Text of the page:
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The painting “Christine” (1971) by Ben Enwonwu, one of Nigeria’s most influential modernist artists, sold for nearly eight times its estimated price at a Sotheby’s London this week. Incredibly, the painting hung in the home of the family of its subject, a hairstylist named Christine Elizabeth Davis, for over 40 years before they realized it had been painted by Enwonwu. It sold at the Modern and Contemporary African Art sale for £1,095,000 (~$1,411,329), while the full auction ended with a total receipt of £4,002,750 (~$5,159,084) in lots sold.
The Louvre will take on Leonardo da Vinci’s famous “Vitruvian Man” (ca. 1490) drawing after a contentious two-year legal battle. An Italian court reversed a lower court’s ruling this week, which will allow the drawing to travel from Venice’s Gallerie dell’Accademia to Paris, where it will go on view as part of the Louvre’s major retrospective in time for the 500-year anniversary of the artist’s death.
Sotheby’s Picasso Online sale raked in a total of £860,000 (~$1,107,925) and featured prints from the collection of Marina Picasso, granddaughter of the famous Pablo Picasso. The top lot of the bunch was the terre de faïence vase “Chouette (A. R. 602)” (1969).
Sotheby’s Sculptural Fantasy sale of American folk art from the collection of Stephen and Petra Levin sold a total of $1,989,812 between its 240 lots.
Sotheby’s Hong Kong’s Contemporary Art Online sale topped out a total of 7,615,625 HKD (~$970,854). Its top lot was a fiber-reinforced plastic piece by KAWS titled “生於1974年” (2007) and inscribed with the words “Medicom Toy.”
The UC Berkeley Art Museum and Pacific Film Archive (aka BAMPFA) announced this week that it had acquired a massive bequest of almost three thousand quilts by African American artists — probably the largest private collection of the pieces, ever. The gift comes from Eli Leon, who the New York Times described a “self-taught scholar” of the form in his 2018 obituary. The collection includes especially exciting highlights from Rosie Lee Tompkins, a friend of Leon’s mentioned in the first paragraph of that same obit (just as he is mentioned in hers). More than 500 examples of Tompkins’ works are represented in the collection, and many will go on view as part of an upcoming BAMPFA retrospective.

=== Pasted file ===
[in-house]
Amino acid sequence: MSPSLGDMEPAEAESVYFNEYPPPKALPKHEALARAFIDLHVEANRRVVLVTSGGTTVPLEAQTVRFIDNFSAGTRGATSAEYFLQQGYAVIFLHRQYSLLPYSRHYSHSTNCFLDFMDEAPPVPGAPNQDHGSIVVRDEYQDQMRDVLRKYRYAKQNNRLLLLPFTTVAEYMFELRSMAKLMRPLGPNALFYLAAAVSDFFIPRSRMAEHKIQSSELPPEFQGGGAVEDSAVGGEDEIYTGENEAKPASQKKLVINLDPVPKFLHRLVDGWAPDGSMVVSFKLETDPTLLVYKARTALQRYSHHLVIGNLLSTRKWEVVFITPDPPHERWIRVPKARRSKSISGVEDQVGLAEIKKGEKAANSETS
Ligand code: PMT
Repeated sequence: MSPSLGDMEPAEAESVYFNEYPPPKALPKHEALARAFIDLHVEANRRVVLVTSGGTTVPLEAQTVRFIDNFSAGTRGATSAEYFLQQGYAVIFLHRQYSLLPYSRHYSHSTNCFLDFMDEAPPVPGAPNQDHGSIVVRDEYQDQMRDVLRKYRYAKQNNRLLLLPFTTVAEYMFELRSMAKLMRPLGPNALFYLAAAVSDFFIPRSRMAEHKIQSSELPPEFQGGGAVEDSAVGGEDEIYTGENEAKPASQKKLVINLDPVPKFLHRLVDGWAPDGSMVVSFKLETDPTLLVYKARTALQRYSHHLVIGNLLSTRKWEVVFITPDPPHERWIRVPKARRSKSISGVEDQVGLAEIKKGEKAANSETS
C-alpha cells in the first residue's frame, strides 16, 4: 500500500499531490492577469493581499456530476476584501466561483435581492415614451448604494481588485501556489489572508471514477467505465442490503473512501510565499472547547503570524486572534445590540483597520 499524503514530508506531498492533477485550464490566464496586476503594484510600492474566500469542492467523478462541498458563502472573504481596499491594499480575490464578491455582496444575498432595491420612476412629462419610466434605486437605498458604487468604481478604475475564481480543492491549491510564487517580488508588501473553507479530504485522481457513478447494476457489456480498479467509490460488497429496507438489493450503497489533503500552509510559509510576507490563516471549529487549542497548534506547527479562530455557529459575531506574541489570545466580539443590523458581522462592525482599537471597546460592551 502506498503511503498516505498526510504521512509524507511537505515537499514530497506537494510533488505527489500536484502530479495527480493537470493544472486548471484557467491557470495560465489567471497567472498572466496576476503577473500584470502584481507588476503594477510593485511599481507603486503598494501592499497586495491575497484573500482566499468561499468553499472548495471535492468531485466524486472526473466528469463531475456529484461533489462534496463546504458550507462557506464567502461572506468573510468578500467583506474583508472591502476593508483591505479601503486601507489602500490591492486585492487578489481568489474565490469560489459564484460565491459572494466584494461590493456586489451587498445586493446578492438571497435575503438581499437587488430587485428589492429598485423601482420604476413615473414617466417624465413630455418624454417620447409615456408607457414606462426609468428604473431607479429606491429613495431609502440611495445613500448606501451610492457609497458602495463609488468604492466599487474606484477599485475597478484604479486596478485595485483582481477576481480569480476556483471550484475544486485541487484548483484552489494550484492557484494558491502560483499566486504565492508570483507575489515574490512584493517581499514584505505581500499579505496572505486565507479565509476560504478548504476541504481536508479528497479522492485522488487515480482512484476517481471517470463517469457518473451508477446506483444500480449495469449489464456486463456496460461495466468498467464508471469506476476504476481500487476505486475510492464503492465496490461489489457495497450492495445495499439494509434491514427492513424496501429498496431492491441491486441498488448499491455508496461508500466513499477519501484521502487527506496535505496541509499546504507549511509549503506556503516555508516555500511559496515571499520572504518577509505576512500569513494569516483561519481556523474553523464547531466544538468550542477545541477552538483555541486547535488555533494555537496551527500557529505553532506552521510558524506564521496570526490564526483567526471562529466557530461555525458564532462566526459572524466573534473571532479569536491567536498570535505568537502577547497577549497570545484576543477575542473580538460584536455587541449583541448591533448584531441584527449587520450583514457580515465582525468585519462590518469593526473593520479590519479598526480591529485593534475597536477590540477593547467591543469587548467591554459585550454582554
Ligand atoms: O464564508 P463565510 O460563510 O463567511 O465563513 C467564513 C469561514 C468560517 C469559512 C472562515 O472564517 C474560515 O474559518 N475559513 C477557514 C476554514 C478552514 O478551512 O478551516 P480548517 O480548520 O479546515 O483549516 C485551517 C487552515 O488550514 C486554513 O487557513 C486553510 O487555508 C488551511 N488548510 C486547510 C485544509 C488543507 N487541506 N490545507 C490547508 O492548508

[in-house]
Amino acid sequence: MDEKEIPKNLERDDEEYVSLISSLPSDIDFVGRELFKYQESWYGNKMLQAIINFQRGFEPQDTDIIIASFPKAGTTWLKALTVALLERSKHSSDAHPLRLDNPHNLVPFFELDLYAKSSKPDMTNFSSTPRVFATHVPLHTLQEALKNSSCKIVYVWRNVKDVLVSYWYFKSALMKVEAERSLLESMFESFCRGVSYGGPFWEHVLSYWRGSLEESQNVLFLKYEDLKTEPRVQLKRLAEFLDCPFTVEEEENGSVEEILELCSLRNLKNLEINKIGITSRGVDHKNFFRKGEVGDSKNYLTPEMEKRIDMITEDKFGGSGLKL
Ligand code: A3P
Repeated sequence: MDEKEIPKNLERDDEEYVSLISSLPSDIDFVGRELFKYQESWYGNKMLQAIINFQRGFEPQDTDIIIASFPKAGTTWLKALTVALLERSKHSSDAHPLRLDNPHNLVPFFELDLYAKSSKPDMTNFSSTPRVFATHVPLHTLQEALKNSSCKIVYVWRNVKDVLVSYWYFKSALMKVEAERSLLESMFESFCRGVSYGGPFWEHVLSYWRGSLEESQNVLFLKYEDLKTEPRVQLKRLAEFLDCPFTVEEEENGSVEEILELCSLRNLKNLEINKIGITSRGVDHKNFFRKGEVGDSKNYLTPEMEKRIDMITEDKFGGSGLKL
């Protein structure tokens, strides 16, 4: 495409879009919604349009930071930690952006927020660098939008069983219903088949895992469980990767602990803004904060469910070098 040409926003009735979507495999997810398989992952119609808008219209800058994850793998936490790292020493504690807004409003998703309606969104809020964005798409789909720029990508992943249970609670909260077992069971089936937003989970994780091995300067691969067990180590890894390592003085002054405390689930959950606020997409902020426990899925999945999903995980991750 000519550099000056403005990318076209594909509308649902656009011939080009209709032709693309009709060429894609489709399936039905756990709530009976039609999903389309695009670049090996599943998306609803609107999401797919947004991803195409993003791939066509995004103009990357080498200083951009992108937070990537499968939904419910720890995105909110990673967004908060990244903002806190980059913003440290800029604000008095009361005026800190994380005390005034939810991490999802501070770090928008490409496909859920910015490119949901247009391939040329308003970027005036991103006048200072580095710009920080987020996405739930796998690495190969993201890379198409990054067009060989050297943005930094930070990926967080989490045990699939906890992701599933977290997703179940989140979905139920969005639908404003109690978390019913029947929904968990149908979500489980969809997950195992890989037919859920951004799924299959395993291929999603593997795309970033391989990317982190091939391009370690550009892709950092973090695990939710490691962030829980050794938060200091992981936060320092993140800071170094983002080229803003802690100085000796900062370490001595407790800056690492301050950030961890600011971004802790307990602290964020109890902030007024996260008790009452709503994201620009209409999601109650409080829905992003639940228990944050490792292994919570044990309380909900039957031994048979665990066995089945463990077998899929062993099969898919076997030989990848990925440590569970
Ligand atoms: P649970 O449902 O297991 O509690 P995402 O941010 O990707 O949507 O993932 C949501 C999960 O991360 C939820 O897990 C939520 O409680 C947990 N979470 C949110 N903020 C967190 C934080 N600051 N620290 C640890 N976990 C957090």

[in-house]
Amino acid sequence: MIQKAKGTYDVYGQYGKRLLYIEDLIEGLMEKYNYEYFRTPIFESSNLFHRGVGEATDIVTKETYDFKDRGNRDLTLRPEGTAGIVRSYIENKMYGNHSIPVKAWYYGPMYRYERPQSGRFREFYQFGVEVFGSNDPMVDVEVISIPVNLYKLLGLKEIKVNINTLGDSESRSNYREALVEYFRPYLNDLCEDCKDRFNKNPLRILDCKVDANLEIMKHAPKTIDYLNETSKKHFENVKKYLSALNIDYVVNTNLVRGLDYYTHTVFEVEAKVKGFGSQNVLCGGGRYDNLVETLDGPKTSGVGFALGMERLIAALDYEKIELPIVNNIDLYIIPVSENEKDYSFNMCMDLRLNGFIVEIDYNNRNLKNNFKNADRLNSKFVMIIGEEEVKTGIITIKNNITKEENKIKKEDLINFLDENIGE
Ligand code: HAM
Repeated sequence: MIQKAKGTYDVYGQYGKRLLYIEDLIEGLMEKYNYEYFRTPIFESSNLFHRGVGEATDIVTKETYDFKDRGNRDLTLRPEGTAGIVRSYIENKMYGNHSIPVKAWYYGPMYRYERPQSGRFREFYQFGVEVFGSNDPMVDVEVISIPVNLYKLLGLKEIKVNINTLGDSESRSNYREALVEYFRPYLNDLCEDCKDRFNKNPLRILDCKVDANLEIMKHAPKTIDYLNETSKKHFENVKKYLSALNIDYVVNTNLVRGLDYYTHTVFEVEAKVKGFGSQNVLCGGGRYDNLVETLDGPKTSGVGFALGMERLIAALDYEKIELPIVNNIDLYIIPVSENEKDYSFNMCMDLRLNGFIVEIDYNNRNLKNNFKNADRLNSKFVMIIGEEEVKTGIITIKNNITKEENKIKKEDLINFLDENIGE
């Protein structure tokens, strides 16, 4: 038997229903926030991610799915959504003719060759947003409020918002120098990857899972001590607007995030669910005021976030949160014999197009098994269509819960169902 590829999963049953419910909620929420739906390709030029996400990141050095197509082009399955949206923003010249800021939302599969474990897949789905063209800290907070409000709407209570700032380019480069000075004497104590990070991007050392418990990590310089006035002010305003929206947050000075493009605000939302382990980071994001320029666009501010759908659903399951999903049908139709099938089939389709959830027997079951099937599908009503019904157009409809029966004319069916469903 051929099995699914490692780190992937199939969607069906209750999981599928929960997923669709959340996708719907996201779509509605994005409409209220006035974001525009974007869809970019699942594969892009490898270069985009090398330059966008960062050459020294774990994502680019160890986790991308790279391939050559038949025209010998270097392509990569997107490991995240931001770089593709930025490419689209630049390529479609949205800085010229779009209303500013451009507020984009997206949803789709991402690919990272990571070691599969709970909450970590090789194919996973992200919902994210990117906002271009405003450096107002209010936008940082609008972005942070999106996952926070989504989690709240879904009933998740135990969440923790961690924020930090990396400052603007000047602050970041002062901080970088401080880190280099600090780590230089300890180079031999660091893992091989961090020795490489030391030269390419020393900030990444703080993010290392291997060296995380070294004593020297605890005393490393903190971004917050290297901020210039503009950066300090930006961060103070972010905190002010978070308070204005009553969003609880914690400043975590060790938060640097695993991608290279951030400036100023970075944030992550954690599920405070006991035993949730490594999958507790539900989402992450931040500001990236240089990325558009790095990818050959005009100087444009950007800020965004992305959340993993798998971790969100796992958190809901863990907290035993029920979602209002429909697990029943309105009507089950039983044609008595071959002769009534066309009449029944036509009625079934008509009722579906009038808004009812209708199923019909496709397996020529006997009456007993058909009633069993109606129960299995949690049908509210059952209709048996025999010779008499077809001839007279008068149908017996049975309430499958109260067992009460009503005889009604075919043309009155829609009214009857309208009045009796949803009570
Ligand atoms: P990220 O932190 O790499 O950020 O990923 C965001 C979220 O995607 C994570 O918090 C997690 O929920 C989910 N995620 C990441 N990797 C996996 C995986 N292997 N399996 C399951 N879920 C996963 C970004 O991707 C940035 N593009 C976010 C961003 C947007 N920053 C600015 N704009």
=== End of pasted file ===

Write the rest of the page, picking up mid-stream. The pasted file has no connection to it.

The University of Arizona’s Center for Creative Photography announced this week that it had acquired the archive of Pulitzer Prize-winning photographer David Hume Kennerly. The collection spans 50 years of the photographer’s impactful photojurnalism, in addition to “personal correspondence and mementos such as the helmet and cameras that Kennerly used while photographing the Vietnam War,” according to a press release.
This week, LA’s new Academy Museum, the intersections of anti-Blackness and anti-fatness, a largely unknown 19th century Black theater in NYC, sign language interpreters, and more.
Titian’s paintings are masterpieces, with all the complications of the term.
Through “Historic Site,” an 8-foot-tall plaque and Historic Sight, a year-long rotating exhibition in Pittsburgh, the Black Cube Fellows investigate how history is constructed, remembered, and retold.
Lawson’s images, and the ways that she has discussed her process, seem to be actively reproducing the kind of big-dick energy power dynamics of White male artists who also claim mastery over their subject matter.
Jenkins’s new short film, the centerpiece of a MoMI exhibit on The Underground Railroad, uses his signature techniques to confront the viewer.
Romanticism to Ruin: Two Lost Works of Sullivan and Wright memorializes Chicago’s Garrick Theatre and Buffalo’s Larkin Building, which were razed to build a parking lot and a truck stop.